I just came through a rough week. My doctor put me on Lipitor, because my cholesterol was creeping up. Not in the danger zone yet, but we were going to be proactive and knock it down before it became a problem.

Nothing medical is ever that easy for me.

The doctor warned me to watch for signs of jaundice, and so did the pharmacist. I checked the mirror twice a day to make sure the whites of my eyes were still white. They were, until they turned bloodshot.

I started taking them on a Wednesday. Saturday night, I was tired. I decided it must be from the emotional stress of a 55th Anniversary party for my parents. Family get-togethers always involve stress. So I went to bed early.

Sunday, I was exhausted. I napped twice. Monday, I managed to work all day, but told my boss I wouldn’t be in Tuesday. I figured I had picked up a bug and needed to sleep it off. So I slept more than I was awake on Tuesday.

Wednesday, I didn’t feel any better. I couldn’t stand up straight, I was so tired. I made it to work and sat through an all-day workshop. I think I stayed awake, but I wouldn’t swear to it. Everyone was very nice and caring about my illness.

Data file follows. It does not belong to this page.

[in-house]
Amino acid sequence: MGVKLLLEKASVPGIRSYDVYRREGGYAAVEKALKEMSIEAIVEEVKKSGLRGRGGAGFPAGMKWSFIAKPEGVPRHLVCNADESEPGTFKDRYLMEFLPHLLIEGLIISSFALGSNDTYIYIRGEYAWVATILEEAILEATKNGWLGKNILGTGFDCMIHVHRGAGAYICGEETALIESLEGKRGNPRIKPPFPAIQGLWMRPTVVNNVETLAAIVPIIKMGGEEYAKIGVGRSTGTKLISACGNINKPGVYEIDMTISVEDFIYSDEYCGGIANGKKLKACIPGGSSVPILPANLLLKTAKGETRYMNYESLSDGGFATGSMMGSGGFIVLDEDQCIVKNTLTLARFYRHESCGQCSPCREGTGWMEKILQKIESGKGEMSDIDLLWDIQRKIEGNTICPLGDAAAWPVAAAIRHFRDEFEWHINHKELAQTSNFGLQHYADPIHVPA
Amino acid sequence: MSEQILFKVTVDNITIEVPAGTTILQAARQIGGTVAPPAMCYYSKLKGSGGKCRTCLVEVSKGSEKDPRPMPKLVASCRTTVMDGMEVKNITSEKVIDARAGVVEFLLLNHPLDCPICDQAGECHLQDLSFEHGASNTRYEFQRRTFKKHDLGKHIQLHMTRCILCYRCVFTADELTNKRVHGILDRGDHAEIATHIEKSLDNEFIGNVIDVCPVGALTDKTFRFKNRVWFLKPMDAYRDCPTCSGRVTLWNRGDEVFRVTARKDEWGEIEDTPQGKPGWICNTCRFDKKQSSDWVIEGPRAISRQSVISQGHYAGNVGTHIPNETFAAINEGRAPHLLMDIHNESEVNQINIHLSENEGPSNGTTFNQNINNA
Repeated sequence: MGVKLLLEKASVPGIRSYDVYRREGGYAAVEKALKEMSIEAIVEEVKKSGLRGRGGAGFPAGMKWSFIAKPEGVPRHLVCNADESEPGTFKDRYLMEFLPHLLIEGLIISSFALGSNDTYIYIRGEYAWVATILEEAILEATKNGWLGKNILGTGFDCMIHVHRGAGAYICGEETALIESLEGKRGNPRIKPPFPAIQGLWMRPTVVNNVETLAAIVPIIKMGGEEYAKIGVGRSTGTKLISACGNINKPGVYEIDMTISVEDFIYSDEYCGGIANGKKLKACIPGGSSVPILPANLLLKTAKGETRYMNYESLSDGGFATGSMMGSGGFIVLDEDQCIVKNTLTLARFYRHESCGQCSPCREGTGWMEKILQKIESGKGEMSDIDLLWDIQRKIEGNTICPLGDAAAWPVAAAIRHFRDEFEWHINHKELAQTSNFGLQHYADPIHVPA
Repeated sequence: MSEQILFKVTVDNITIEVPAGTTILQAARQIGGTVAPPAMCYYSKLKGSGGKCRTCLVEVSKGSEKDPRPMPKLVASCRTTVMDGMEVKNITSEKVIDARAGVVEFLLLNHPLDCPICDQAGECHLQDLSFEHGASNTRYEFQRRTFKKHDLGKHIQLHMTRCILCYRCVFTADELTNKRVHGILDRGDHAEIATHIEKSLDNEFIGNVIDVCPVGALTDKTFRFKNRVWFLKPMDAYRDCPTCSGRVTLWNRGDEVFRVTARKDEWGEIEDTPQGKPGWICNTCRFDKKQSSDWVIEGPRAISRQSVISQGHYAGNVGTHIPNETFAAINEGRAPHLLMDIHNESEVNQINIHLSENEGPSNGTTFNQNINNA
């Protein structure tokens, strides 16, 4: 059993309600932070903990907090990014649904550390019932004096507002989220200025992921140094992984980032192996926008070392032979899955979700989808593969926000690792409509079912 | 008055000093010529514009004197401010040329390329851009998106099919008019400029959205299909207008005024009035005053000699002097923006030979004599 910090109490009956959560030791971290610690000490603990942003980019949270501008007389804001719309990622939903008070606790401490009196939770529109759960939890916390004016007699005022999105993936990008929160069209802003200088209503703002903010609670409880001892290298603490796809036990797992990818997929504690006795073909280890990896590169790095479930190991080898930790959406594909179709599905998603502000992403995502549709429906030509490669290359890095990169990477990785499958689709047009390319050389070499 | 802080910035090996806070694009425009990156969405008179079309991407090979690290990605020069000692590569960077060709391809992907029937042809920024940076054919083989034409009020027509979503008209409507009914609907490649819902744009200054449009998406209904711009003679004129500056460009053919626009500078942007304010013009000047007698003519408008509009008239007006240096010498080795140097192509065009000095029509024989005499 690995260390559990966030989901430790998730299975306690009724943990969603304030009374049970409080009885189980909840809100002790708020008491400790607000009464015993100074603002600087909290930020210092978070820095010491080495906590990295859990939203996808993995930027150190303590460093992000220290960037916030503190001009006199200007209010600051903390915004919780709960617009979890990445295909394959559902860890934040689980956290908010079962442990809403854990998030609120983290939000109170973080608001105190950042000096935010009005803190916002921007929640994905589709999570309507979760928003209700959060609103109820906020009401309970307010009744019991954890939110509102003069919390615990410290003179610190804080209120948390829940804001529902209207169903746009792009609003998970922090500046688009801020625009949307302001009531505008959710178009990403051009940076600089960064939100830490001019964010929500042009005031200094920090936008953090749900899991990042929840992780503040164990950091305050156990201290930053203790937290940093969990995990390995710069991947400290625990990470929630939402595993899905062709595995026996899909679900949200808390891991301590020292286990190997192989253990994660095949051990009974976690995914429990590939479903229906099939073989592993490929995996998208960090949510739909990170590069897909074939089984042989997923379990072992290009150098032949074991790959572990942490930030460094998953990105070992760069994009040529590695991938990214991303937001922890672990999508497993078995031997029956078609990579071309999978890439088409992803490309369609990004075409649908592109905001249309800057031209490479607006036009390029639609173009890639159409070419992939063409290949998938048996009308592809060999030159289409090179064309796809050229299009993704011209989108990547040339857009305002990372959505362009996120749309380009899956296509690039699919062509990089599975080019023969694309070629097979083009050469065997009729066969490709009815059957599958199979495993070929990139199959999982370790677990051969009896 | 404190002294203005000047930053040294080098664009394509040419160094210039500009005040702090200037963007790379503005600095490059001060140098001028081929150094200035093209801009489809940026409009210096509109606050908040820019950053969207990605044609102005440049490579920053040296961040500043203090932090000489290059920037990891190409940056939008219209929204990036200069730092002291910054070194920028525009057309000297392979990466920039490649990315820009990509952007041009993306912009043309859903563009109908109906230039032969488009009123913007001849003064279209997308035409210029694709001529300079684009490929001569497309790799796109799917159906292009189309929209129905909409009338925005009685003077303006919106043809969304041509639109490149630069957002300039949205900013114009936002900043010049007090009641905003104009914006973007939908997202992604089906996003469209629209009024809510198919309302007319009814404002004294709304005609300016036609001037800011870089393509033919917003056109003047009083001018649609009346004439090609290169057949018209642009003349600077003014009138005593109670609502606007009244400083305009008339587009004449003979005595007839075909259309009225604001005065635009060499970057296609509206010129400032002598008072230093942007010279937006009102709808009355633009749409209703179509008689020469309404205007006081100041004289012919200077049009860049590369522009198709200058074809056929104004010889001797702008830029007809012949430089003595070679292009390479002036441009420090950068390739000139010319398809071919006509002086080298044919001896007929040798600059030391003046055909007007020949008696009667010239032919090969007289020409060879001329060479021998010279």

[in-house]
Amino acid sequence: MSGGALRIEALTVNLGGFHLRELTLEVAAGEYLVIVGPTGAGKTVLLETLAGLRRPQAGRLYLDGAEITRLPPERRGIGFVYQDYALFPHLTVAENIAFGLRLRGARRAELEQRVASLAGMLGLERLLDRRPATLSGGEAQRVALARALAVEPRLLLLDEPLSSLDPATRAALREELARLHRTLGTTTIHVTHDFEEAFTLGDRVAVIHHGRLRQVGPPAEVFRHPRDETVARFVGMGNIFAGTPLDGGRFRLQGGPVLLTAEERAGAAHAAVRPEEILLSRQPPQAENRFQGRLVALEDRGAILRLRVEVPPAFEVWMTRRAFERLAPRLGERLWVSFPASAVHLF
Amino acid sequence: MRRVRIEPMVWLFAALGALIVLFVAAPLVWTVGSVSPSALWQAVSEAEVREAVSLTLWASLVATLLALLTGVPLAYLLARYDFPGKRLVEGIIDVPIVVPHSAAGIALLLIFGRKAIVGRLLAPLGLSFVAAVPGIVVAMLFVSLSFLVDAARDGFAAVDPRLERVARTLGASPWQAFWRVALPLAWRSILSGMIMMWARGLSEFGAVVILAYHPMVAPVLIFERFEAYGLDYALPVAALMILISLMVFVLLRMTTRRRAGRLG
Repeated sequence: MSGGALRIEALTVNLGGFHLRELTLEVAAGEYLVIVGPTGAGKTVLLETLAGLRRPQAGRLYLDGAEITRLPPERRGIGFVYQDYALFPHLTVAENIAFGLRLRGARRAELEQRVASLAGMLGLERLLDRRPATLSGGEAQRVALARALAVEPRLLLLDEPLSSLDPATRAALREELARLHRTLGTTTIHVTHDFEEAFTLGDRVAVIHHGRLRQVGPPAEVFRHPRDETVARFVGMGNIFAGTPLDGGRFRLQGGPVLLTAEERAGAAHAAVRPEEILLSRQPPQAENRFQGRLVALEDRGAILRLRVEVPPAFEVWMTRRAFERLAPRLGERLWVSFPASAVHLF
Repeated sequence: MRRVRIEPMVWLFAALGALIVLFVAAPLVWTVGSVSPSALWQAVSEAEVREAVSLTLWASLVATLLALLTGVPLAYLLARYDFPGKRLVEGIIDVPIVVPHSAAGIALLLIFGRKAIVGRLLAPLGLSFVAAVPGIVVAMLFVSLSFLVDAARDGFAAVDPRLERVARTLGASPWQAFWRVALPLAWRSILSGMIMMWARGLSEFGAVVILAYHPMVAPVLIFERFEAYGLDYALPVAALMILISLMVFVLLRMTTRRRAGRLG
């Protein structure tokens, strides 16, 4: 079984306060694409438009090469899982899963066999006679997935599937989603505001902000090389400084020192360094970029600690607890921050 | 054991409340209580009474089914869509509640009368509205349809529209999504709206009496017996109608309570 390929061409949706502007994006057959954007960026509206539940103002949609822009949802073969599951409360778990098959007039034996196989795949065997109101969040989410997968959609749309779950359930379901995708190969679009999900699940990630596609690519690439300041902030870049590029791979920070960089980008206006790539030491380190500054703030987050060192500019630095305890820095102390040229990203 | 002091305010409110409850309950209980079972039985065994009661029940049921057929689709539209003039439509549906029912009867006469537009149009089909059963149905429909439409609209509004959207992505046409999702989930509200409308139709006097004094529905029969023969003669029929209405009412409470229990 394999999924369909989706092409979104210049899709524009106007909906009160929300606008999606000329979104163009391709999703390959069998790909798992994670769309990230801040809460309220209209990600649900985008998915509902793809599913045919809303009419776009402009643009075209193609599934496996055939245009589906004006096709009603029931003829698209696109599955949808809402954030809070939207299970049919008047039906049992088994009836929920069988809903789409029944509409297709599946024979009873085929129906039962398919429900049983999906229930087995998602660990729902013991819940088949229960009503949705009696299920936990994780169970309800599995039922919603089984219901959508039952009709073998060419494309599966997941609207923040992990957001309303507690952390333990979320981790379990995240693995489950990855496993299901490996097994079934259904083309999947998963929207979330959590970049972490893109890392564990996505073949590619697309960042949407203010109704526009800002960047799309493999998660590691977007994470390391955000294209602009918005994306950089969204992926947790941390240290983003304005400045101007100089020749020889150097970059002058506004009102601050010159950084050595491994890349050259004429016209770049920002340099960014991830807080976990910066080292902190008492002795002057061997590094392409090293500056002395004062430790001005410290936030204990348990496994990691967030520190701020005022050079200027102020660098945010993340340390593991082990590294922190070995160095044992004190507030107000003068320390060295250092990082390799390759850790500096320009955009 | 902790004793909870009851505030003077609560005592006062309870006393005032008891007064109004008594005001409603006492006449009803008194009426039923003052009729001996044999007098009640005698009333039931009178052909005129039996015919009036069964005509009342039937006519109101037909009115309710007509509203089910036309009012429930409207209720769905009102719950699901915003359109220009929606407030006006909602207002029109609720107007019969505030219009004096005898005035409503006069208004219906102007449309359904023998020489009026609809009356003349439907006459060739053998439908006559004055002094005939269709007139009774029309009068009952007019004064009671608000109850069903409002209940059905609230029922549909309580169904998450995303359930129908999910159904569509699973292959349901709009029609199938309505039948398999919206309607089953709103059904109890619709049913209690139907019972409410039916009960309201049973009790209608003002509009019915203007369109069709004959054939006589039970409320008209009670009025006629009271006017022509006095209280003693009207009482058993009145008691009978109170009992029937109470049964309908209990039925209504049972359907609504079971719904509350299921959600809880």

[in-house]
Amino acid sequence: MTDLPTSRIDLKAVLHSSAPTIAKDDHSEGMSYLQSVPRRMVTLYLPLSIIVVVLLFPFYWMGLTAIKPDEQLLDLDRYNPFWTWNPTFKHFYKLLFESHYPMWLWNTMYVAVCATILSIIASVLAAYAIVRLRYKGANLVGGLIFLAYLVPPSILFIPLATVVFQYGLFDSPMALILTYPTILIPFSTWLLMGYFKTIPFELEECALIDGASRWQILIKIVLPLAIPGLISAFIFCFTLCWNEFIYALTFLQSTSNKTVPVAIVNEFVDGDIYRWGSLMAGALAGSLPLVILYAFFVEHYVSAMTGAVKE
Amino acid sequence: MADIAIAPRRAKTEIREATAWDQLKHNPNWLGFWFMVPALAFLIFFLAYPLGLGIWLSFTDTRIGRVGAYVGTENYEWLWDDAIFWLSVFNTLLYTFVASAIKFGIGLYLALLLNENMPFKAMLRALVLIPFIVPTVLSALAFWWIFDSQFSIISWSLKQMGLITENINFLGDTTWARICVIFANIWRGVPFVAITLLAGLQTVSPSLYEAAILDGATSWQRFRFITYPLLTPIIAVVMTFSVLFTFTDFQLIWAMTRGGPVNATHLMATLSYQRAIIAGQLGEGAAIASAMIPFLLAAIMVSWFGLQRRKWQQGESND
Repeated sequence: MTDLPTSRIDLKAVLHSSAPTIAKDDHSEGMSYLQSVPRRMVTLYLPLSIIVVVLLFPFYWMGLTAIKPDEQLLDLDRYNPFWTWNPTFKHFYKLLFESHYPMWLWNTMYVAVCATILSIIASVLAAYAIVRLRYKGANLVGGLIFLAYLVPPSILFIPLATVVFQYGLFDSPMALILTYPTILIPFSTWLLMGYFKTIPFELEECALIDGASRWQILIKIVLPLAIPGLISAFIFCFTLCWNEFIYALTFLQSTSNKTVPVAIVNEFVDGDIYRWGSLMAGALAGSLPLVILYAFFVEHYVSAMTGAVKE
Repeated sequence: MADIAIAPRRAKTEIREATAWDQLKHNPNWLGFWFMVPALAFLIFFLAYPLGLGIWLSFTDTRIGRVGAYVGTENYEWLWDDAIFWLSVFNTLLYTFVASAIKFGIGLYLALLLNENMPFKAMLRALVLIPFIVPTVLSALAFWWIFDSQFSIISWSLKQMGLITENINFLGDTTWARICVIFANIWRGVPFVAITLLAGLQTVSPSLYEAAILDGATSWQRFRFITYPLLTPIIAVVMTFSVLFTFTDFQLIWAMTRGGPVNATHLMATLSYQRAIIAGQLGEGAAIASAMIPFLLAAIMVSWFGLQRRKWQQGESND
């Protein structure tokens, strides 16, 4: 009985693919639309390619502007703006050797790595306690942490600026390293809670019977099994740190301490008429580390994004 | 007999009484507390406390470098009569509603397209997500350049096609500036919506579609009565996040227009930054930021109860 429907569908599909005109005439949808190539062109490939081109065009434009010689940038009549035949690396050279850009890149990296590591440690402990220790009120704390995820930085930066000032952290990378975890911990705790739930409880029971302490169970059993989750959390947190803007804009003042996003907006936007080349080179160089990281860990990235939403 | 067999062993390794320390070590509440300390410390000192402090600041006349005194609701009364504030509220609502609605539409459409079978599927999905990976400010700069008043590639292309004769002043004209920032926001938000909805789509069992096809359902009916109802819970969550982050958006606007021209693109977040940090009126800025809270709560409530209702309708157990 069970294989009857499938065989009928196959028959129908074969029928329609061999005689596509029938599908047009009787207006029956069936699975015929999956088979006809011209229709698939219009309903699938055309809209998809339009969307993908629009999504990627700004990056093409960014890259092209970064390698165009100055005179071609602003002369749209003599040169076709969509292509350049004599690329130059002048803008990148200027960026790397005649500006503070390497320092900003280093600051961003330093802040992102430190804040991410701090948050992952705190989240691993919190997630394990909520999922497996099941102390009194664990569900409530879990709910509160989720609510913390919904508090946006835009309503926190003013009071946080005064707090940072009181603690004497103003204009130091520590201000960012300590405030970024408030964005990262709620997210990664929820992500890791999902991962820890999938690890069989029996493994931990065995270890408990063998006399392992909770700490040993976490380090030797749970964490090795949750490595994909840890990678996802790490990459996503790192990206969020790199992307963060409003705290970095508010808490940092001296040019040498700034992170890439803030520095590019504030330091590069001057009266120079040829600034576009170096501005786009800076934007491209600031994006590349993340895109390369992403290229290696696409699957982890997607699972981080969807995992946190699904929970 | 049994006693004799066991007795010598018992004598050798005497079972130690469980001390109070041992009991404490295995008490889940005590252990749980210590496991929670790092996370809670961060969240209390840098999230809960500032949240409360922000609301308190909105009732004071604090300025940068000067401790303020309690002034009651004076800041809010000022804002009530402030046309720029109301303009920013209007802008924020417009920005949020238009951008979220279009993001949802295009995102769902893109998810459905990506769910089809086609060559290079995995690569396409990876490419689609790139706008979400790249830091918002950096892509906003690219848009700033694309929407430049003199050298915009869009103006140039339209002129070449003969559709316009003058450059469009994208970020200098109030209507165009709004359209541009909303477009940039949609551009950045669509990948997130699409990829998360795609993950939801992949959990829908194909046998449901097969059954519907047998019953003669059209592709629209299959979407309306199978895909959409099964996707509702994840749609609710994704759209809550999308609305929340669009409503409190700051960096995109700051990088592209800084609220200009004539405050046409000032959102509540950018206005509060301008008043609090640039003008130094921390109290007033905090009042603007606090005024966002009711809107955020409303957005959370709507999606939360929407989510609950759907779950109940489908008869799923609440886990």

By this time, I was starting to suspect the Lipitor. It was the only recent change I could come up with. When I got home, I read all the literature that had come with the prescription, including the rare side effects. Yep, there it was. “Unusual tiredness” is apparently a sign of liver problems. Why I didn’t turn yellow, I don’t know.

I called the doctor. He told me to stop taking the pills, which I had already decided to do. He said if I turned yellow or had problems breathing, to get to the ER immediately. Otherwise, give it 48 to 72 hours for the drug to get out of my system.